Posted by twayneking on Wednesday, February 18, 2015
I've got myself involved with a bunch of Brits, Germans, French and Irish computer programmers who have developed this computer device that houses an artificial intelligence with an Emotion Chip. Yes, an emotion chip - like Data keeps unsuccessfully experimenting with in the Star Trek The Next Generation series.
In the movies, some scientist just solders together some bits of wire and silicon and voila! He has a tiny bit of technology that just slips into a specially prepared slot on his friendly neighborhood robot and pretty soon they are laughing and telling jokes and falling in love (especially the ones that are "fully functional").
What they don't show you are the rooms full of bleary eyed computer coding monkeys and the semi-unemployed former English teachers/freelance commercial writers. We're the ones who have to write the tens of thousands of lines of dialogue and millions of lines of computer code that make this "emotion chip" actually appear to react to human emotion. It's a huge job. And, I admit it, kind of fun!
The sheer volume of dialogue we have to write is intimidating and every line of it needs to be run through a simulator that reads your script dialogue using the computer voice. I inevitably have to repunctuate and respell everything so that it sounds relatively human because of the limitations of machine voices. For instance, the computer reads "Facebook" as "Fessbuke". I have to spell it "Fayce book" to get it to say "Facebook" like a human. In addition, it turns out that I'm writing dialogue and determining conversational sequences and the coders are reproducing my conversational sequences in computer code (Heaven help us, they're following my lead?).
The computer programmers are all atwitter about this thing as though it were the greatest thing since the wireless mouse. In the crowd-funding promotional video they naively call their A.I. cube "HAL" when they speak to it. To be fair most of these guys are too young to remember 2001 a Space Odyssey and those who have actually taken a peek at the movie somehow missed it that the emotion detecting artificial intelligence KILLED EVERYBODY ON THE SHIP EXCEPT DAVE AND IT ONLY MISSED HIM BECAUSE DAVE MANAGED TO MAKE A 30 SECOND SPACEWALK WITHOUT A HELMET! I'm not sure how they missed that. My fear as that the coders might have thought this might be a lively new feature for the A.I. - the excitement of knowing your A.I. might murder you in your bed. Some people need to get out of the computer room and do some base jumping or alligator wrestling. Sheesh!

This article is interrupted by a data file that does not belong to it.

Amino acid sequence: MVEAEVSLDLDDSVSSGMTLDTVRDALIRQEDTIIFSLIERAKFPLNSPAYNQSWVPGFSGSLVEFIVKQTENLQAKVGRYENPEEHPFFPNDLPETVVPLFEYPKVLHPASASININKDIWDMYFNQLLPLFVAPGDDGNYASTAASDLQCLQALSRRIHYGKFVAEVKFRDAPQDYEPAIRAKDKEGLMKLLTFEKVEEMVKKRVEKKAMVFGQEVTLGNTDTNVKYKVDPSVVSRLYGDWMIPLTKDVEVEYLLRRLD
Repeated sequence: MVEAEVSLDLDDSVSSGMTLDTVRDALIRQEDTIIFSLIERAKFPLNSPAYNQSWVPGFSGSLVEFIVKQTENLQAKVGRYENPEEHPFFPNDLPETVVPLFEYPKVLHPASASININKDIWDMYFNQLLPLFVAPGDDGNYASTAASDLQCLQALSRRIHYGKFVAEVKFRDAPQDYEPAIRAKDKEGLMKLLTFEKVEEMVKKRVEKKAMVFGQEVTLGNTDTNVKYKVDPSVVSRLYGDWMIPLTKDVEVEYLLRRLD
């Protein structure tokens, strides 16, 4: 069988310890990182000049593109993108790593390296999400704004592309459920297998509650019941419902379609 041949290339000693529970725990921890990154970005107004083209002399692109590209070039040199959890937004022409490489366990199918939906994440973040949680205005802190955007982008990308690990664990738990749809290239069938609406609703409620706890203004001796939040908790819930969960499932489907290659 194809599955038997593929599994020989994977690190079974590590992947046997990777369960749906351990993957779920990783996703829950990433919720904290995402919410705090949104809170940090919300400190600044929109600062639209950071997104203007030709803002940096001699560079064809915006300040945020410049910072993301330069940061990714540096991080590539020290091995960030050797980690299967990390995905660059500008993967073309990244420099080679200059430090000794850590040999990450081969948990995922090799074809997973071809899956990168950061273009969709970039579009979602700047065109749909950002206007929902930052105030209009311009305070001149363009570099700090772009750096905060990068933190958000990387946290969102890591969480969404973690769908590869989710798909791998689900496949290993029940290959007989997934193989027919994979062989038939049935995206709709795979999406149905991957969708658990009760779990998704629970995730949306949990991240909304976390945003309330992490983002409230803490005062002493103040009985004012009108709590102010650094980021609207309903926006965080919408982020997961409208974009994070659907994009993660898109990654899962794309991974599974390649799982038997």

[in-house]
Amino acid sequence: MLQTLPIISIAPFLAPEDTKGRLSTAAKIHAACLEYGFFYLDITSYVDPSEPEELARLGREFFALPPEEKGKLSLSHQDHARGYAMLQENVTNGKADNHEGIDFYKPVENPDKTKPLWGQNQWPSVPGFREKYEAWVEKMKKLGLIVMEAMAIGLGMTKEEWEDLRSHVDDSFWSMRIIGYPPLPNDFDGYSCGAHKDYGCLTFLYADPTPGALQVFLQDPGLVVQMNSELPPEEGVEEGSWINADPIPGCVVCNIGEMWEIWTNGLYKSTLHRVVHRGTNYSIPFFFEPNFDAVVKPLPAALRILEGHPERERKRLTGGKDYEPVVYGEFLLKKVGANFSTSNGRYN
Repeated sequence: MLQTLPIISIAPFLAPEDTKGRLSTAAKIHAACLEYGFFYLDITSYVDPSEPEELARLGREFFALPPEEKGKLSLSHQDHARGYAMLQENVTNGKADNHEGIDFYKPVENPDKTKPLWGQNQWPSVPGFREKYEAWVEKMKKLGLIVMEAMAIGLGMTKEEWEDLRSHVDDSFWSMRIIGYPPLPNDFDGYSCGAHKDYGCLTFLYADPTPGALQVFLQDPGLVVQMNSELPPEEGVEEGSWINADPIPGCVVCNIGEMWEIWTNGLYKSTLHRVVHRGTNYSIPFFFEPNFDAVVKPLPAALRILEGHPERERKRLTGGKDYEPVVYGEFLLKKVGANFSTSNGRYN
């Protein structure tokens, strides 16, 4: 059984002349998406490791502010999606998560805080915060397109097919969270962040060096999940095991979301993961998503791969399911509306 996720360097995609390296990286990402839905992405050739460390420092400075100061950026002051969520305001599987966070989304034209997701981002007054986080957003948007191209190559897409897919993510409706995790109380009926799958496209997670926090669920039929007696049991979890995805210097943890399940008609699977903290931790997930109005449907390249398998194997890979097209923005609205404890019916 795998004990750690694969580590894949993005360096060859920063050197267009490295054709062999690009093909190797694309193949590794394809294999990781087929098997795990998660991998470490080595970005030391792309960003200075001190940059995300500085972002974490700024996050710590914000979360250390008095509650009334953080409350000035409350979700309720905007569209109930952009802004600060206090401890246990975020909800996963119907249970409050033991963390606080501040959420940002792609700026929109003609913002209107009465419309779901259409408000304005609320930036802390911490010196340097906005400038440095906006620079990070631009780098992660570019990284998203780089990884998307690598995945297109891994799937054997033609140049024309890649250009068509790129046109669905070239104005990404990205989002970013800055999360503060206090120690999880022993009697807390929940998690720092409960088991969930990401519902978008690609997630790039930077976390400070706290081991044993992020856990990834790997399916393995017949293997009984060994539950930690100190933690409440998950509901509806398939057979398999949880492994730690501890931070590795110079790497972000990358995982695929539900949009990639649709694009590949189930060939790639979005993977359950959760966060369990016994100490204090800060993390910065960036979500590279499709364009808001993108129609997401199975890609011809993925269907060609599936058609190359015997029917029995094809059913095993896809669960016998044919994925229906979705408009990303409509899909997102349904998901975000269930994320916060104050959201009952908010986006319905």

Anyway, when I joined up, these guys were well on the way to making a monumentally creepy device that controls your house, picks out your music for you and tracks your Facebook Friends and decides which ones you should pay attention to (and which ones you should not). They are looking for other social media sites from which to draw information about its users. I'm not telling them about the Banjohangout. If that thing took a look at this bunch, it might turn up it's owner's gas stove and blow out the pilot light.
There are some things one's A.I. buddy just should not know about one, know-whut-I-mean?
Once we get busy and the project director isn't paying attention anymore, I'm thinking of pulling Mike Gregory quotes off the forums and picking up some of the more colorful lines from our discussions on global warming and progressive socialism to slip into the A.I.'s repertoire.
Hey, maybe I'll use the opening bars of "Dueling Banjos" as a warning signal when the conversation between the A.I. and the little pervert who has "bonded" with it gets too creepy. I told the boss I was more than a little worried about the A.I. getting weird if it got itself bonded to some serial killer, terrorist or sado-masochist. He assures me that their version of the Three Laws of Robotics will prevent that. I didn't have the heart to tell him that Asimov's 3 Laws allowed the robots in the book to extrapolate a fourth law that convinced them they should manipulate millenia of human history for "our own good". This was in the novels and we are meant to be sympathetic with their good intentions, however, Asimov may have inadvertantly exposed the hazards of allowing smart people (or robots for that matter) too much power and control over our lives. How much fun will that be if the artificial intelligences of the future decide we need to me managed for our own comfort and safety? Worse yet, what if we go along with it all because it's just easier to be herded into the feedlot than to resist.
(Insert Twilight Zone music).
Tom King © 2015
Thursday, November 2, 2017 @2:29:20 AM
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